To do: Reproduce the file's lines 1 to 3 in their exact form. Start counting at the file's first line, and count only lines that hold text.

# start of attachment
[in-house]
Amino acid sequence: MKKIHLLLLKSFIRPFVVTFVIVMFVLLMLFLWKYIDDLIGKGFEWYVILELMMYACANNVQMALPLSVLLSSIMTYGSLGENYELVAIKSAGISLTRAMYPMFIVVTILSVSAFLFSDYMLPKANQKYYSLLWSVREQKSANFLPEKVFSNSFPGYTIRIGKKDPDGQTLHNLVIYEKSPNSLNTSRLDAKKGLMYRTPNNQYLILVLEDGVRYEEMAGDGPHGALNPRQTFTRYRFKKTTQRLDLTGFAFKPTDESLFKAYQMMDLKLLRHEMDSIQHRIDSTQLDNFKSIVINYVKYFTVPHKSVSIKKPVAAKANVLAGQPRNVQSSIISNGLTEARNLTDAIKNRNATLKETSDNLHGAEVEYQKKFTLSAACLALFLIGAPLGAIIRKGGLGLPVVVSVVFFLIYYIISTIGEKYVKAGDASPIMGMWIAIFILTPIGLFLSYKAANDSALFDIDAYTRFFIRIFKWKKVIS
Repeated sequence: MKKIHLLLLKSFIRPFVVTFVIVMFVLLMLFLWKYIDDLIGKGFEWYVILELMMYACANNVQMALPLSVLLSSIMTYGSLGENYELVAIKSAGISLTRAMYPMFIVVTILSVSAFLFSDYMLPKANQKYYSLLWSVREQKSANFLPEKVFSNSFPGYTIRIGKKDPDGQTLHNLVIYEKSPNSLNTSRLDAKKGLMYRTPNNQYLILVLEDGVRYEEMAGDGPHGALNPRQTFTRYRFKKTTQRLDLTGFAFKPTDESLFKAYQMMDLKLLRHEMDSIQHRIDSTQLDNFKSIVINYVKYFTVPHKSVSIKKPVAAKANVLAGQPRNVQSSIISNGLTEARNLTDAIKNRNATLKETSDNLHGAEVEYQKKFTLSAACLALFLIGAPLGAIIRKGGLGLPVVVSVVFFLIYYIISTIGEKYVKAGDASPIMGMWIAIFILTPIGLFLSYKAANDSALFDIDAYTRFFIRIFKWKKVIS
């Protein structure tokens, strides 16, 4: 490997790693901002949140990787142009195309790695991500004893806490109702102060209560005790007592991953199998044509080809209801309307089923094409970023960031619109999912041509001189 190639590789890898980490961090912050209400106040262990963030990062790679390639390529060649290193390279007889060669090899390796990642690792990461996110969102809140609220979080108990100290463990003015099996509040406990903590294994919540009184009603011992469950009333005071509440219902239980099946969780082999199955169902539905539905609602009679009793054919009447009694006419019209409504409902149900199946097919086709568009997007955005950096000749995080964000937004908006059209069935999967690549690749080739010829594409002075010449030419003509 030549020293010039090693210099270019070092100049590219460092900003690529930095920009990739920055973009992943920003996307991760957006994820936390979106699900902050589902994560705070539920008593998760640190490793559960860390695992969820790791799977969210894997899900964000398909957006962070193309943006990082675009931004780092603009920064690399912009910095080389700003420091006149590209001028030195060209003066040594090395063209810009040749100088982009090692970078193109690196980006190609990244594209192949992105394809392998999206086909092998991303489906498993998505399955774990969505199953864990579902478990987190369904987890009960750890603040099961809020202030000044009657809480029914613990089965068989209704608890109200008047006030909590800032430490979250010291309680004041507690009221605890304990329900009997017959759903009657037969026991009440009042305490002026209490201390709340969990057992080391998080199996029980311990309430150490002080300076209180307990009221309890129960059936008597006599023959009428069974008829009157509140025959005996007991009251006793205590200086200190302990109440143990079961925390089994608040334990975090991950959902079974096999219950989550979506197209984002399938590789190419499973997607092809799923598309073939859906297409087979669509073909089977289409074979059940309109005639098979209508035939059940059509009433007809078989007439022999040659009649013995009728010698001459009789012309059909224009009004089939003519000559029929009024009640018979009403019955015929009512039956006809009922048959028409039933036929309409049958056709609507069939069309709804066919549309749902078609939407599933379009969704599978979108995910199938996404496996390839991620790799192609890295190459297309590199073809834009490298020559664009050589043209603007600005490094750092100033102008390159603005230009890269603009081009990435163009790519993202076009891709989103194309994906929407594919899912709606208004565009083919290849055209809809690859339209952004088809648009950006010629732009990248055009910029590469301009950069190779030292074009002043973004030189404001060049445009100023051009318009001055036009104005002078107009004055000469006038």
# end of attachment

[in-house]
Amino acid sequence: MKKIHLLLLKSFIRPFVVTFVIVMFVLLMLFLWKYIDDLIGKGFEWYVILELMMYACANNVQMALPLSVLLSSIMTYGSLGENYELVAIKSAGISLTRAMYPMFIVVTILSVSAFLFSDYMLPKANQKYYSLLWSVREQKSANFLPEKVFSNSFPGYTIRIGKKDPDGQTLHNLVIYEKSPNSLNTSRLDAKKGLMYRTPNNQYLILVLEDGVRYEEMAGDGPHGALNPRQTFTRYRFKKTTQRLDLTGFAFKPTDESLFKAYQMMDLKLLRHEMDSIQHRIDSTQLDNFKSIVINYVKYFTVPHKSVSIKKPVAAKANVLAGQPRNVQSSIISNGLTEARNLTDAIKNRNATLKETSDNLHGAEVEYQKKFTLSAACLALFLIGAPLGAIIRKGGLGLPVVVSVVFFLIYYIISTIGEKYVKAGDASPIMGMWIAIFILTPIGLFLSYKAANDSALFDIDAYTRFFIRIFKWKKVIS
Repeated sequence: MKKIHLLLLKSFIRPFVVTFVIVMFVLLMLFLWKYIDDLIGKGFEWYVILELMMYACANNVQMALPLSVLLSSIMTYGSLGENYELVAIKSAGISLTRAMYPMFIVVTILSVSAFLFSDYMLPKANQKYYSLLWSVREQKSANFLPEKVFSNSFPGYTIRIGKKDPDGQTLHNLVIYEKSPNSLNTSRLDAKKGLMYRTPNNQYLILVLEDGVRYEEMAGDGPHGALNPRQTFTRYRFKKTTQRLDLTGFAFKPTDESLFKAYQMMDLKLLRHEMDSIQHRIDSTQLDNFKSIVINYVKYFTVPHKSVSIKKPVAAKANVLAGQPRNVQSSIISNGLTEARNLTDAIKNRNATLKETSDNLHGAEVEYQKKFTLSAACLALFLIGAPLGAIIRKGGLGLPVVVSVVFFLIYYIISTIGEKYVKAGDASPIMGMWIAIFILTPIGLFLSYKAANDSALFDIDAYTRFFIRIFKWKKVIS